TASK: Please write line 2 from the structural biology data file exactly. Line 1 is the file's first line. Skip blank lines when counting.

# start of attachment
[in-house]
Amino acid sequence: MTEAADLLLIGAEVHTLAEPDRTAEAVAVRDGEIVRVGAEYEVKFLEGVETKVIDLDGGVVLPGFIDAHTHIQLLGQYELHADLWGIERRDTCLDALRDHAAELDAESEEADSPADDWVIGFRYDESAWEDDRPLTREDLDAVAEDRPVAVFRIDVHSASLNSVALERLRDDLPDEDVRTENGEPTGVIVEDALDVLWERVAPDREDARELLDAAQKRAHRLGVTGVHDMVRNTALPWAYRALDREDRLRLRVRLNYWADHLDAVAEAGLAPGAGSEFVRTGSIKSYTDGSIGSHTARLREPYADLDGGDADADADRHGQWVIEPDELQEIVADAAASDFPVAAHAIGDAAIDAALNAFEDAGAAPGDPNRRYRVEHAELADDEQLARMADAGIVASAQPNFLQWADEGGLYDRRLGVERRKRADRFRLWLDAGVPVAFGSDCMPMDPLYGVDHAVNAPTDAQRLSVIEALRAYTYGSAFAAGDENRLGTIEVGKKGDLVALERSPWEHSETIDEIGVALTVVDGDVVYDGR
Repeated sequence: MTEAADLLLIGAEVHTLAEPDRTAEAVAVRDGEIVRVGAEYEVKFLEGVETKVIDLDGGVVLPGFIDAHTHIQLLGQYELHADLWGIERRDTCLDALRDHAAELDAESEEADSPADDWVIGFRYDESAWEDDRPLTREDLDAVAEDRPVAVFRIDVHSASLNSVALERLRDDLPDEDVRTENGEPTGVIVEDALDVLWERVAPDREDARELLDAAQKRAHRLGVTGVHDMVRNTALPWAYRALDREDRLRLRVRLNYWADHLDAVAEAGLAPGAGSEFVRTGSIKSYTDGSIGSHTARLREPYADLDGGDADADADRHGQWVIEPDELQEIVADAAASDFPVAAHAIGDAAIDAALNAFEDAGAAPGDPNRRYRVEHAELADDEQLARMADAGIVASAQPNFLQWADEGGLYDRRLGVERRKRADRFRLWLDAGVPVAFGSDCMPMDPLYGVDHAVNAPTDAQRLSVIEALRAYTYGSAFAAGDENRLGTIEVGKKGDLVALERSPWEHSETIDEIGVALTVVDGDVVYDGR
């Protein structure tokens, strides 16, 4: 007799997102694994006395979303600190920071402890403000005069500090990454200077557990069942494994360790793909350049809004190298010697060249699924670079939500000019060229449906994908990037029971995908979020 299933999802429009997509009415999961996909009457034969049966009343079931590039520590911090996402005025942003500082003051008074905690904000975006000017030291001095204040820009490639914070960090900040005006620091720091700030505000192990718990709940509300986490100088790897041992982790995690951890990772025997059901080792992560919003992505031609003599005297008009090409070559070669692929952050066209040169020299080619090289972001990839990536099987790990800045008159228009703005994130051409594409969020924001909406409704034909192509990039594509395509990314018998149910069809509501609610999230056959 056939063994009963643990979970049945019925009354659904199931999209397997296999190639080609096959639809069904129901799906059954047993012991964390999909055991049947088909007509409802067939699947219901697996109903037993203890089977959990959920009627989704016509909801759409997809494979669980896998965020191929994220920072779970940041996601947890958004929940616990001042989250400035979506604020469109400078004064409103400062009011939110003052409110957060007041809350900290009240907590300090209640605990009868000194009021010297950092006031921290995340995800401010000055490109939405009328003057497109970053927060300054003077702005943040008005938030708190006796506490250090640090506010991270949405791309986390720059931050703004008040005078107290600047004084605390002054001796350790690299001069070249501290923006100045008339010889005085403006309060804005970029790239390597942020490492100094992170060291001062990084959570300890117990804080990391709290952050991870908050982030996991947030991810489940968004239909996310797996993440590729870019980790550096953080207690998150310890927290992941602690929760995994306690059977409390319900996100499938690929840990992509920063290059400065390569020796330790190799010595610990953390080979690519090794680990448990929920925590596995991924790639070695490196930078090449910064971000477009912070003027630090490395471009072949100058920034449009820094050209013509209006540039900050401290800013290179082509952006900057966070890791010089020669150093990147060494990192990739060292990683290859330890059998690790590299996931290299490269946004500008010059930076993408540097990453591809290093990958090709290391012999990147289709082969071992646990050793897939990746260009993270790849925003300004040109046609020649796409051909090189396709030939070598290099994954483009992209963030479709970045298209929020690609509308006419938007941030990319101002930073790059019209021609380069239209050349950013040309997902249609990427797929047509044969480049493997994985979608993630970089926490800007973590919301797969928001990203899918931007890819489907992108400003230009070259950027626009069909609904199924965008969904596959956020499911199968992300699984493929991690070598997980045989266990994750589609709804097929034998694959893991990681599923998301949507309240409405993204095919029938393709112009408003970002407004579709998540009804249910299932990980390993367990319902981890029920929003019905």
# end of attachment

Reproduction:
Amino acid sequence: MTEAADLLLIGAEVHTLAEPDRTAEAVAVRDGEIVRVGAEYEVKFLEGVETKVIDLDGGVVLPGFIDAHTHIQLLGQYELHADLWGIERRDTCLDALRDHAAELDAESEEADSPADDWVIGFRYDESAWEDDRPLTREDLDAVAEDRPVAVFRIDVHSASLNSVALERLRDDLPDEDVRTENGEPTGVIVEDALDVLWERVAPDREDARELLDAAQKRAHRLGVTGVHDMVRNTALPWAYRALDREDRLRLRVRLNYWADHLDAVAEAGLAPGAGSEFVRTGSIKSYTDGSIGSHTARLREPYADLDGGDADADADRHGQWVIEPDELQEIVADAAASDFPVAAHAIGDAAIDAALNAFEDAGAAPGDPNRRYRVEHAELADDEQLARMADAGIVASAQPNFLQWADEGGLYDRRLGVERRKRADRFRLWLDAGVPVAFGSDCMPMDPLYGVDHAVNAPTDAQRLSVIEALRAYTYGSAFAAGDENRLGTIEVGKKGDLVALERSPWEHSETIDEIGVALTVVDGDVVYDGR